The Ford C. Frick award honors baseball broadcasters, and it's sponsored by the Hall of Fame. The winners will get to make a speech at the Hall of Fame upon their induction, and they will have a display honoring them at the Hall of Fame. But it's important that you shalt not refer to them as "Hall of Fame broadcaster" or describe them as being "in the Hall of Fame", or else Rob Neyer will stab you with a sharpened pencil. I've learned a lot over the last two seasons.
The Hall of Fame has announced the list of 41 semi-finalists for the 2013 Ford C. Frick award, and the idea now is that fans are supposed to go to the Hall of Fame's Facebook page to vote for the broadcasters to make the cut for the 10 final spots. The 10 finalists are then voted on by historians and past winners.
The list of semi-finalists:
Joe Angel, Richie Ashburn, Alan Ashby, Bert Blyleven, Lou Boudreau, Thom Brennaman, Rodger Brulotte, Joe Buck, Steve Busby, Skip Caray, Joe Castiglione, Tom Cheek, Don Chevrier, Gary Cohen, Jerry Doggett, Jacques Doucet, Dick Enberg, Ed Farmer, Ray Fosse, Hank Greenwald, Tom Grieve, Tom Hamilton, Ken Harrelson, Mark Holtz, Pat Hughes, Jim Hunter, Todd Kalas, Bill King, Mike Krukow, Duane Kuiper, Eric Nadel, Joe Nuxhall, Phil Rizzuto, Ron Santo, Mike Shannon, Charlie Slowes, Dewayne Staats, Steve Stone, Pete Van Wieren, Mike Wilner and Bert Wilson.
There are some familiar names and legendary names. There are a couple of people who are in the Hall of Fame as players, there are several broadcasters who are still active, and there are several who have passed away. There are …
Joe Buck and Hawk Harrelson.
It's hard to get baseball fans to agree on anything. Vin Scully is the best, Brandon McCarthy is good at Twitter, and Buck O'Neill should have been inducted into the Hall of Fame while he was still alive. That about covers it. After that, there are bloody, violent debates about everything else. Except when it comes to Joe Buck and Hawk Harrelson. That's also a kind of uniter among baseball fans around the country.
Hawk Harrelson is the embodiment of the homer, the irrational partisan announcer who isn't having fun unless his team is winning. Witness his call of a Red Sox walk-off homer this year:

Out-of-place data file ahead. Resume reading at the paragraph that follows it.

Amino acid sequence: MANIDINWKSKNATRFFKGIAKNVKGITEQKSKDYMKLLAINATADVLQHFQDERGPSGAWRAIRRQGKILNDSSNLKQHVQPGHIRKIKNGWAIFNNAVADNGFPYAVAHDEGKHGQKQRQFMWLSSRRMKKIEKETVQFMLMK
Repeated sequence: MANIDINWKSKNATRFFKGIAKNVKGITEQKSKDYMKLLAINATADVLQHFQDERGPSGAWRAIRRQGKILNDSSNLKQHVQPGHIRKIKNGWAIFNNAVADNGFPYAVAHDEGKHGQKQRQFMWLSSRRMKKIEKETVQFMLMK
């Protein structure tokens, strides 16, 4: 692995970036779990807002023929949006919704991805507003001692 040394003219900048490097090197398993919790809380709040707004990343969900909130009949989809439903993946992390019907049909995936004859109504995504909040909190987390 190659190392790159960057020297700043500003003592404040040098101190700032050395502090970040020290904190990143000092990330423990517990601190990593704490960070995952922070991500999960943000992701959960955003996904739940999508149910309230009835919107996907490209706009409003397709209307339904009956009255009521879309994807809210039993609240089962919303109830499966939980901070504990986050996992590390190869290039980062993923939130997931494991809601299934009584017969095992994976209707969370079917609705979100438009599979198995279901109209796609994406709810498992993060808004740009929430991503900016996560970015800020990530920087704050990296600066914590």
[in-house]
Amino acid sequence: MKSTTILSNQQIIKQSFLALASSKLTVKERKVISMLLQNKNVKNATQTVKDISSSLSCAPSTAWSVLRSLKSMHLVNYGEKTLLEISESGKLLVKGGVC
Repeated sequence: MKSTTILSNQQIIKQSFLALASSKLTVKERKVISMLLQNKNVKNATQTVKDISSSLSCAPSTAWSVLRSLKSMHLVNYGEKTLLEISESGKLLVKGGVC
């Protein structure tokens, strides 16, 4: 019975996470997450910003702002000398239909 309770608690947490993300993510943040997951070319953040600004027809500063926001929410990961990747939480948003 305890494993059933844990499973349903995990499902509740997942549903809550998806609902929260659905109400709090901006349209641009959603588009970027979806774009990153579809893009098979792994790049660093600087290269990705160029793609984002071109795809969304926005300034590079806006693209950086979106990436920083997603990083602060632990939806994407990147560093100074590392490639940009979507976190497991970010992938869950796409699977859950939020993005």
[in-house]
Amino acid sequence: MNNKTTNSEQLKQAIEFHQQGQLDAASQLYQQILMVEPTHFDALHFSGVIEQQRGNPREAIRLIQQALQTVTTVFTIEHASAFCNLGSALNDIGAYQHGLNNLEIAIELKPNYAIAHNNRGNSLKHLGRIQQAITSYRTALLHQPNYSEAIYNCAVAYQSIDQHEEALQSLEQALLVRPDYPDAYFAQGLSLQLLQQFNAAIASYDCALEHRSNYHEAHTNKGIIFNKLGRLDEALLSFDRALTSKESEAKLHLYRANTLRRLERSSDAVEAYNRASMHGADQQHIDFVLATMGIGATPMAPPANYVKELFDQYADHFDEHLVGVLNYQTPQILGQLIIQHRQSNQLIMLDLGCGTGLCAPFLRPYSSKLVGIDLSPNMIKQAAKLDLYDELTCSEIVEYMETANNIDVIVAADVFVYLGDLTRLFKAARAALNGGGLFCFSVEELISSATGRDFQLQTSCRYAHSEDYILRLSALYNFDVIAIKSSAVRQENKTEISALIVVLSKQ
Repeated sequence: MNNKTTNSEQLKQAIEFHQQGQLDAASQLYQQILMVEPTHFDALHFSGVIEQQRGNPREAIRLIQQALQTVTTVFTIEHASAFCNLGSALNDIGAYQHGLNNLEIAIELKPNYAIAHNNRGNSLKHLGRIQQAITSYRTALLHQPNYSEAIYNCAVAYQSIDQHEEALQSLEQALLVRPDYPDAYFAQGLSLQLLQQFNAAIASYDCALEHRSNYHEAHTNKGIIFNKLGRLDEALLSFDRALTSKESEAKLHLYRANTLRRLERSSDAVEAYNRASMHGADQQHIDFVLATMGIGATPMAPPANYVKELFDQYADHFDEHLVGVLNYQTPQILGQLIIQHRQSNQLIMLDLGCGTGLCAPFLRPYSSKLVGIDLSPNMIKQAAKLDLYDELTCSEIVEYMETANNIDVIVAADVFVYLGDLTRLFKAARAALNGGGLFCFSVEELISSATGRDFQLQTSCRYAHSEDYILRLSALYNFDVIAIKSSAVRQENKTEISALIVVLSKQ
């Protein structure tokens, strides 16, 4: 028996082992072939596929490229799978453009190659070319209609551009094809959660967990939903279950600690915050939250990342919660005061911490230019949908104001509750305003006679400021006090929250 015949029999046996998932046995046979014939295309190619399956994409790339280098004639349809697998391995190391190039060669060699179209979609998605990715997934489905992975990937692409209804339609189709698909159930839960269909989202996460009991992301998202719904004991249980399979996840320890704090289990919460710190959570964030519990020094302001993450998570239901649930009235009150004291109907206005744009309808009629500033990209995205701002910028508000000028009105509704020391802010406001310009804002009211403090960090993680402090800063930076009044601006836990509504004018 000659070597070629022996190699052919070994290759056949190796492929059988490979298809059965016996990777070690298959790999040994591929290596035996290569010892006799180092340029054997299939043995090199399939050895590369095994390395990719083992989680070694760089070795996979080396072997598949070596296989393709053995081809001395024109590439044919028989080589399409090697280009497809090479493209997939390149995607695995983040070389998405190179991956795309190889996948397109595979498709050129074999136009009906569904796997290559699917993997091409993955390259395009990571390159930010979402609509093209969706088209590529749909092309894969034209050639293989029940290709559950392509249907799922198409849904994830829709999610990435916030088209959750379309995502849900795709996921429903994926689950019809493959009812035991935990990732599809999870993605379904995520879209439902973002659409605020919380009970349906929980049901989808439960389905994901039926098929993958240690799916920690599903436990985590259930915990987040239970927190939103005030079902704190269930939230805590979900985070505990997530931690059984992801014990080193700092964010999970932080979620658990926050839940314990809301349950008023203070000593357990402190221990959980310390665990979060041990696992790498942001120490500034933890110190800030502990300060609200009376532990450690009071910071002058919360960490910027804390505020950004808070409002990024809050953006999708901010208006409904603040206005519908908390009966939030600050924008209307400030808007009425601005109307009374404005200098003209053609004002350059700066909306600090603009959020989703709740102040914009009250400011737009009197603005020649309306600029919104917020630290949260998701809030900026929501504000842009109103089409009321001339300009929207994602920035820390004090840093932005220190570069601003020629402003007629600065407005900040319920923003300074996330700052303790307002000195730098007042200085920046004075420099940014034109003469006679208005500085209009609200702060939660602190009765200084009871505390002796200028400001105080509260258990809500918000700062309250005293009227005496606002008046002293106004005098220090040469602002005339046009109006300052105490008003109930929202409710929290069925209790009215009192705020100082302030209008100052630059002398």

Usually when an announcer lets the crowd noise tell the story, it's a nice touch -- the announcer, in a moment of humility, decides he or she can't paint a picture with words that's better than 40,000 people screaming. Show of hands: Who thinks that is what Hawk was going for? Right. He was disgusted, and he didn't want to give the opposing team the satisfaction of a call. Or he was too irate to make a call. Either way, kind of gross.
If you're not a White Sox fan, you can't appreciate the "STRETCH STRETCH STRETCH", nor can you appreciate the "YOU CAN PUT IT ON THE BOOOOOOOOOAAARRRRD YES YES YES YES" call he appropriated from Meg Ryan. Even if you are a White Sox fan, you might be not be a Hawk fan. Most White Sox fans I know have grown accustomed to him, like a beloved crazy uncle, but there are still more than a few who can't get into him.
Joe Buck doesn't even get that. He doesn't have a home team, so he's automatically looked at with suspicion by the fans of all 30 teams. Is he biased? He's probably biased. He certainly hates your team. And you should complain about it.
But if the complaints aren't about him being totally biased against your team -- he is, you know -- they're about him being soulless and overly slick. He never gets overly excited, even in the most historic moments. I've never heard or read a passionate argument for Buck, which is about the best way to describe the apathy/antipathy spectrum on which he resides.
Disclaimer: I don't mind Buck. I understand the complaints, but I also understand how hard it must be to be all things to all fans, to straddle that line between seeming impartial and conveying excitement. Buck has never gotten in the way of me enjoying a baseball game, though. Maybe for a few seconds every so often, but nothing lasting.
Another disclaimer: The game of baseball would be more boring without Hawk. He's a character who adds some color to the mural of baseball, even if it's not the most pleasing color. Maybe it's easier to be forgiving when you don't have to listen to him for 162 games every year, but he's a broadcasting legend. Mostly for the wrong reasons, but still a legend.
But forget about all that. We're on the Internet, and we like to argue. So this post is all about starting a conversation with a single question. Which is ...
Would you rather see Joe Buck or Hawk Harrelson win the Ford C. Frick award?
Your initial answer is probably "No." But this is a hypothetical scenario. You have to choose one and exclude the other. There's a poll. This is serious business.
Spoiler: They'll both get the award eventually. Last year's winner was Tim McCarver, who probably inspires as much disdain as any announcer in recent memory, but he's been around for decades, and he's been a part of so many great games and series in baseball history. Buck will get in through the same path. Harrelson will get bonus points for being wholly identified with a single team.
But right now, pretend you had to choose between them. It's a Sophie's choice, with the caveat that Sophie really, really didn't like her children and just wanted to sleep in.